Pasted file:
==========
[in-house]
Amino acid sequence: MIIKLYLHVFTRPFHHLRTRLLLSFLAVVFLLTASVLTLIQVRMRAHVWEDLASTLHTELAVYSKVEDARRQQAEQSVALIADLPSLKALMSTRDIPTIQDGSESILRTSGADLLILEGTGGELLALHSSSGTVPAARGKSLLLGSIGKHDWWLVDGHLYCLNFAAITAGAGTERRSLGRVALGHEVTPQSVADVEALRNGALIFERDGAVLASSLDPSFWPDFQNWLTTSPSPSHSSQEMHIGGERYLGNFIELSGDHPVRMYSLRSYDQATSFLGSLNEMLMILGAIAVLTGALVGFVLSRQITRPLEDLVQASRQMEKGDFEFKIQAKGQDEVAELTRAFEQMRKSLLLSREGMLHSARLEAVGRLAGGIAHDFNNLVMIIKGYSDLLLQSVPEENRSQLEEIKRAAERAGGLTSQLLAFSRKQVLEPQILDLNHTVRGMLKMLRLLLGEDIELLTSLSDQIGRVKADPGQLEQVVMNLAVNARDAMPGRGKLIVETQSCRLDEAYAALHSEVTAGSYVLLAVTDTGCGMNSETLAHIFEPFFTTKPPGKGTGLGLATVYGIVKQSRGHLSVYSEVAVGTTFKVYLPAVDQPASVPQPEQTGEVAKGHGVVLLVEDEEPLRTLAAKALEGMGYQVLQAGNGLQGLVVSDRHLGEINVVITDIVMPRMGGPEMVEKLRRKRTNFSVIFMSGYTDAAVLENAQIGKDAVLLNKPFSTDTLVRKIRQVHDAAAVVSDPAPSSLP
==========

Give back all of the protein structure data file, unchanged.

[in-house]
Amino acid sequence: MIIKLYLHVFTRPFHHLRTRLLLSFLAVVFLLTASVLTLIQVRMRAHVWEDLASTLHTELAVYSKVEDARRQQAEQSVALIADLPSLKALMSTRDIPTIQDGSESILRTSGADLLILEGTGGELLALHSSSGTVPAARGKSLLLGSIGKHDWWLVDGHLYCLNFAAITAGAGTERRSLGRVALGHEVTPQSVADVEALRNGALIFERDGAVLASSLDPSFWPDFQNWLTTSPSPSHSSQEMHIGGERYLGNFIELSGDHPVRMYSLRSYDQATSFLGSLNEMLMILGAIAVLTGALVGFVLSRQITRPLEDLVQASRQMEKGDFEFKIQAKGQDEVAELTRAFEQMRKSLLLSREGMLHSARLEAVGRLAGGIAHDFNNLVMIIKGYSDLLLQSVPEENRSQLEEIKRAAERAGGLTSQLLAFSRKQVLEPQILDLNHTVRGMLKMLRLLLGEDIELLTSLSDQIGRVKADPGQLEQVVMNLAVNARDAMPGRGKLIVETQSCRLDEAYAALHSEVTAGSYVLLAVTDTGCGMNSETLAHIFEPFFTTKPPGKGTGLGLATVYGIVKQSRGHLSVYSEVAVGTTFKVYLPAVDQPASVPQPEQTGEVAKGHGVVLLVEDEEPLRTLAAKALEGMGYQVLQAGNGLQGLVVSDRHLGEINVVITDIVMPRMGGPEMVEKLRRKRTNFSVIFMSGYTDAAVLENAQIGKDAVLLNKPFSTDTLVRKIRQVHDAAAVVSDPAPSSLP